Touting military service, Coffman strays beyond conduct code boundaries
In his neck-and-neck re-election race against Ivy League-educated former state House Speaker Andrew Romanoff, Congressman Mike Coffman is leaning heavily on his long service in the U.S. Army and Marines, presenting himself as a strong and straight working-class leader sworn to follow a military-grade ethical code.
“I went to the United States Army and the United States Marine Corps,” Coffman said at a debate in Aurora last month. “You went to Harvard and Yale. I don’t know what they taught you about honor and integrity there.”
It’s not the first time Coffman has stood on his service to call into question the ethics of others in the world of electoral politics.
He made headlines in 2012 when he called the appearance in uniform of Army Cpl. Jesse Thorsen at a Ron Paul campaign rally an ethical lapse that represented a “grave failure in leadership.”
The comments came in a scolding letter Coffman wrote to Defense Secretary Leon Panetta, saying that he thought the troops needed to be reminded about the rules governing participation in politics by active-duty, reserve and retired military personal.
“The soldier’s activities not merely skirted the margins of what is acceptable behavior, but demonstrated either a complete contempt for the standing policy or an unconscionable ignorance of it,” Coffman wrote. “I believe the existing regulations are appropriate policies that clearly express the intent of the Department of Defense. However, I see a grave failure in leaders in the chain of command’s ability to communicate and enforce them.”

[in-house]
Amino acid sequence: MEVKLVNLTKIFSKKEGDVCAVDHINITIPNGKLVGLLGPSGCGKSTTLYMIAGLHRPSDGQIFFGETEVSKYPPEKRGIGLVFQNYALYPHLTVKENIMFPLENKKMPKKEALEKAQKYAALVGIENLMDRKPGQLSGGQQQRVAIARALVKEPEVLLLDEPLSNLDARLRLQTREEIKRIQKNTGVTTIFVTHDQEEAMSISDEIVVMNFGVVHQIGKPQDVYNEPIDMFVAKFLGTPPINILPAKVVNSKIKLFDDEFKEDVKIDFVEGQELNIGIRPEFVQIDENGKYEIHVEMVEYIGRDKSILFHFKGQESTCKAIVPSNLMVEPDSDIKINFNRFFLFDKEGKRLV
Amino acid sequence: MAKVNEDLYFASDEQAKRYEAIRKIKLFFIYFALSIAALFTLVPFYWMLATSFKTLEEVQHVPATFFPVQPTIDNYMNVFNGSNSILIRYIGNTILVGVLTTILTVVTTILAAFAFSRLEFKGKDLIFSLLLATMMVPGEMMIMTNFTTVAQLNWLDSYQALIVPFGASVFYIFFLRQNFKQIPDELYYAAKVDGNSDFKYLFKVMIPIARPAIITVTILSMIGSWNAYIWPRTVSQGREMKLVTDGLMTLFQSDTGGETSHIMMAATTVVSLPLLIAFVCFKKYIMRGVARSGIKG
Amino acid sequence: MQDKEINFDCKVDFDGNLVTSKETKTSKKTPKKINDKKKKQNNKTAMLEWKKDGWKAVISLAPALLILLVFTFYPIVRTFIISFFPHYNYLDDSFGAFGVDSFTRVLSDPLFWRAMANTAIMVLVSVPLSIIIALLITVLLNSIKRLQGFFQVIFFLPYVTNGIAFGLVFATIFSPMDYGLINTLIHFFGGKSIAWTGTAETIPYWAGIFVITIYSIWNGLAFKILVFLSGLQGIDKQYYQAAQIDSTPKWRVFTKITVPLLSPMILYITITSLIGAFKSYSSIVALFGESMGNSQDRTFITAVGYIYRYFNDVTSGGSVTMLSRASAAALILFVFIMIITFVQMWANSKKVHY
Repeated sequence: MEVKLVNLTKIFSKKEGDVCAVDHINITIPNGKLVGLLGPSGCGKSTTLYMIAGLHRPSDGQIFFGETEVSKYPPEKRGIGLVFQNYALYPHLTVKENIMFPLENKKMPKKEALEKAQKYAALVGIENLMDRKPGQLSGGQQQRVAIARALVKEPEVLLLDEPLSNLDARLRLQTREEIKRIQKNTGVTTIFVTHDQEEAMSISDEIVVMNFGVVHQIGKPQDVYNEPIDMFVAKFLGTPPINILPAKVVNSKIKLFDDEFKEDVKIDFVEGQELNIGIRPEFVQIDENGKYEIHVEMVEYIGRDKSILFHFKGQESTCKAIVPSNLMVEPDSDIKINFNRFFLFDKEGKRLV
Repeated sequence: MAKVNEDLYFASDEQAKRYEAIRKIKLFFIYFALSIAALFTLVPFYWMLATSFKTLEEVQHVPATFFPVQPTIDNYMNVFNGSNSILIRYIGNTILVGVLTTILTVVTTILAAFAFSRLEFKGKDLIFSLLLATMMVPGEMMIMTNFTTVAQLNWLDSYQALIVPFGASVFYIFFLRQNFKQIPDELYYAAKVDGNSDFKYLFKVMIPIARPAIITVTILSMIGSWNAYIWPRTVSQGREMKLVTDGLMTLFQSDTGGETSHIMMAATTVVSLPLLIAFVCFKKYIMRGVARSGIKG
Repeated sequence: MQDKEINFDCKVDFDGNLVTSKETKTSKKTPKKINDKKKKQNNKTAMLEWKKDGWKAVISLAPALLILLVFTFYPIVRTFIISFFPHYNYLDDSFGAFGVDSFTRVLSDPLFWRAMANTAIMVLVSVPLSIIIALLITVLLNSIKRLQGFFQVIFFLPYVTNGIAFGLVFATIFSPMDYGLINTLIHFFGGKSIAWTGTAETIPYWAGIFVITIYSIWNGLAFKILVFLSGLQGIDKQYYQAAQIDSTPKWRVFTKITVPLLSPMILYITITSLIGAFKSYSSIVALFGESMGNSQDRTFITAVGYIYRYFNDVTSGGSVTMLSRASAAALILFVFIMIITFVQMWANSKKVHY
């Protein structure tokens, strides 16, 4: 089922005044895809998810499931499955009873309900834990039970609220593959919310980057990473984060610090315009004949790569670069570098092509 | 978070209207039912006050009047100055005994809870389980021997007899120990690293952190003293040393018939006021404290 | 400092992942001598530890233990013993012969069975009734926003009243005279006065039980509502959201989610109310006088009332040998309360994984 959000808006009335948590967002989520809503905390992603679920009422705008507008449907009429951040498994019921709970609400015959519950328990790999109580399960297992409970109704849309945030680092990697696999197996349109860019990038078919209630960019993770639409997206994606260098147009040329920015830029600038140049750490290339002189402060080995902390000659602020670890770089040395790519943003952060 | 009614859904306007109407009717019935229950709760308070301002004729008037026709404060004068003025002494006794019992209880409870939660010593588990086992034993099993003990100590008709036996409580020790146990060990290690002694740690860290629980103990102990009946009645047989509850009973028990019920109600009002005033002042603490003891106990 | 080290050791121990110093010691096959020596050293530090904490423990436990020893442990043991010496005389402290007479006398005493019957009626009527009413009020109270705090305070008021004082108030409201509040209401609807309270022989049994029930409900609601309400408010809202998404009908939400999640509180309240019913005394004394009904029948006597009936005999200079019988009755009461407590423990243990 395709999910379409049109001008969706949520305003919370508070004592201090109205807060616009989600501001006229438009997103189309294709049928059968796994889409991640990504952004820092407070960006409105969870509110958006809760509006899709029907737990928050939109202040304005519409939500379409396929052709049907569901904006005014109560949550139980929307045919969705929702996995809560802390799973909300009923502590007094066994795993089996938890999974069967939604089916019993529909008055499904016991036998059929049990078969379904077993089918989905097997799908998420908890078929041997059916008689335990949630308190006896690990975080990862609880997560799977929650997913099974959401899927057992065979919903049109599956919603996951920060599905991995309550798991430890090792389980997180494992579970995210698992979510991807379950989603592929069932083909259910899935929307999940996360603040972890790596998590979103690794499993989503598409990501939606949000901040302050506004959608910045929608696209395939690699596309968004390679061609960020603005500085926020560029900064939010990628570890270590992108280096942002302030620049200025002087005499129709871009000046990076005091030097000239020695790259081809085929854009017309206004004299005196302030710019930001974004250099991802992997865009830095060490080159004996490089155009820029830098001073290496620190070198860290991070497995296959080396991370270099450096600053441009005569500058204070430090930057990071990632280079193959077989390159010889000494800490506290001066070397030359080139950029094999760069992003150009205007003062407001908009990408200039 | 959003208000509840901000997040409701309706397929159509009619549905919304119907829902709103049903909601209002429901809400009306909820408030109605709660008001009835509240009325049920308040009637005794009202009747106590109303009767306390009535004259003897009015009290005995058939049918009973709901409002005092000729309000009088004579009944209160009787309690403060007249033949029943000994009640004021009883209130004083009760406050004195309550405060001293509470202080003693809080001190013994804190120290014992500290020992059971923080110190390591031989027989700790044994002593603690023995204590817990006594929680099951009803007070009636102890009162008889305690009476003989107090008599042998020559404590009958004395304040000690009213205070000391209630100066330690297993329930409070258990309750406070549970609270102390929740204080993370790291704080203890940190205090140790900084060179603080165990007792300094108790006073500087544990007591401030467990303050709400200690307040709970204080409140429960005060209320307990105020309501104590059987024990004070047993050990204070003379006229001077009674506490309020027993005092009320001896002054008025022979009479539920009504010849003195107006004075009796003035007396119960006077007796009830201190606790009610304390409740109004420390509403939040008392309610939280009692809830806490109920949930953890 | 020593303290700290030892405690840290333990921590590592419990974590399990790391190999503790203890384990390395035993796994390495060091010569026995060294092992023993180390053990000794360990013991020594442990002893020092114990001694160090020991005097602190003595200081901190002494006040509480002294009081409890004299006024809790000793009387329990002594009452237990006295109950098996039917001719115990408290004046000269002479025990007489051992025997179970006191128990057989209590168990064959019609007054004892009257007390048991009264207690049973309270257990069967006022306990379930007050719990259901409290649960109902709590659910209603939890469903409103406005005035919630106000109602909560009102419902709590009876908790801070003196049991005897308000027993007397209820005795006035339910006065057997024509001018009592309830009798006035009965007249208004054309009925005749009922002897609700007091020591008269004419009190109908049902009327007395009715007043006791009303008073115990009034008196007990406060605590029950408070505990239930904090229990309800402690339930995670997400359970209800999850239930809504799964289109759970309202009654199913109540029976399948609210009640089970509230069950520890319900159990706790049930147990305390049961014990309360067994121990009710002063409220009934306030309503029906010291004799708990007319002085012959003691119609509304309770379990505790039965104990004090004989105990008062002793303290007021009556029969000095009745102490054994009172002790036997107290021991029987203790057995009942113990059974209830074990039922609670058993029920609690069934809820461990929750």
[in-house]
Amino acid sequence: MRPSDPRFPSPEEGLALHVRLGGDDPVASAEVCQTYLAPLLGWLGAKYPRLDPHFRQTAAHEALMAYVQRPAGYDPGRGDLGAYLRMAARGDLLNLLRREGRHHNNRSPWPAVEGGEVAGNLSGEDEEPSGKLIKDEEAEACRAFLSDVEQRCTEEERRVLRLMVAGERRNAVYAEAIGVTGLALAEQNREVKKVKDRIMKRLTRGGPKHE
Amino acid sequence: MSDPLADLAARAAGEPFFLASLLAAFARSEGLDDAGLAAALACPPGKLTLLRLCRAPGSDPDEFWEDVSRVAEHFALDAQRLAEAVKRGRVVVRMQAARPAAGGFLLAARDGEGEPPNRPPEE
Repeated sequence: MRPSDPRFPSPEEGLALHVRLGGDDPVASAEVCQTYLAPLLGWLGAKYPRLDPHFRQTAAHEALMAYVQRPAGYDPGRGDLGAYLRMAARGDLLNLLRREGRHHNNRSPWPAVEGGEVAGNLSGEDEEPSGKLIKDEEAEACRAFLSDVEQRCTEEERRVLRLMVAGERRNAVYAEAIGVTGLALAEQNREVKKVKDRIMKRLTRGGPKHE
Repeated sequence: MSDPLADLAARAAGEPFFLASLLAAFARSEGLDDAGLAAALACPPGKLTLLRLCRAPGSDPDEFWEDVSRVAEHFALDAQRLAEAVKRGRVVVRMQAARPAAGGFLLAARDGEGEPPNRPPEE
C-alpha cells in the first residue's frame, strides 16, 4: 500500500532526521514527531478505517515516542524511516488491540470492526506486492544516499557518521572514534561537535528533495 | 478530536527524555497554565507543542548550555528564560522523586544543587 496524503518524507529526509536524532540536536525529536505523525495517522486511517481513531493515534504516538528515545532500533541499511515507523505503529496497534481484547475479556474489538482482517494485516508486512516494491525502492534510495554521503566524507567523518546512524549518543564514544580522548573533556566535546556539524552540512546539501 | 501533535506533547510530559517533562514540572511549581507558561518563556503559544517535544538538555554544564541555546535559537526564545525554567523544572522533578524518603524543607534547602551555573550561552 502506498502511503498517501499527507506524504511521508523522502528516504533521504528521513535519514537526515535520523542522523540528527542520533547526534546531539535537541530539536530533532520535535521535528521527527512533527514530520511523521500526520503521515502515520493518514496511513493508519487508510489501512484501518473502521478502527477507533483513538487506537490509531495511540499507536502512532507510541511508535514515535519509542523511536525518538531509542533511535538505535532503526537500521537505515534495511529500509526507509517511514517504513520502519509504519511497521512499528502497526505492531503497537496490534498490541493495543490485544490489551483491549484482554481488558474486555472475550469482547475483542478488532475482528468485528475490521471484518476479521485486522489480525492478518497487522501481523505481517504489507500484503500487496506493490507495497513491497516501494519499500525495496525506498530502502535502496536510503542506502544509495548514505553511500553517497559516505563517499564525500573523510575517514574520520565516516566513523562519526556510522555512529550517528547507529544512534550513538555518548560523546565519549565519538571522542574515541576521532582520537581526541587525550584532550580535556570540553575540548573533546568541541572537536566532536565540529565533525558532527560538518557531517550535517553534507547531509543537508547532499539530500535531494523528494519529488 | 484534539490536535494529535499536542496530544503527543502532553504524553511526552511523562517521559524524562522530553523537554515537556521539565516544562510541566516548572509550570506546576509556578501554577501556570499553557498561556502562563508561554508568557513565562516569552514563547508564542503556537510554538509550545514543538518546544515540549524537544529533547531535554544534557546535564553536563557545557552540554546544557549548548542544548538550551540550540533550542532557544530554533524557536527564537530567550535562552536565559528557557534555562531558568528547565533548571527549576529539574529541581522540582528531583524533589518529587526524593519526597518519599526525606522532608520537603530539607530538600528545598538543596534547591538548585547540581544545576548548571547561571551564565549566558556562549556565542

Coffman wrote that the Pentagon must “reinforce what the regulations are and issue a warning to the respective service chiefs to ensure that this type of activity does not occur in the future.”
So, why then is Coffman now apparently violating those same policies? a Democratic source asks.
A Coffman campaign four-page fold-out flyer (pdf) disseminated to district residents includes images of the Congressman in uniform as the “primary graphic representation” (there are no non-military images of Coffman in the flyer) and make no mention of the fact that Coffman retired from the service years ago. That’s a clear violation of at least one and maybe two of the same Defense Department Directives Coffman railed about Army Cpl Thorsen being contemptuous toward or unconscionably ignorant of. (See full text of the Directives embedded below.)
The Coffman campaign didn’t return messages seeking comment.
Many people may see the apparent violations represented in the mailers as small beans. Coffman would not be not one of those people.
The fact that the Pentagon ordered an investigation of Thorsen’s appearance with the Paul campaign and reprimanded him for violating regulations didn’t fully satisfy Coffman. Coffman said that knowing and following the regulations is what matters.
“[T]he damage of [Thorsen’s] actions cannot be undone,” he told Panetta.
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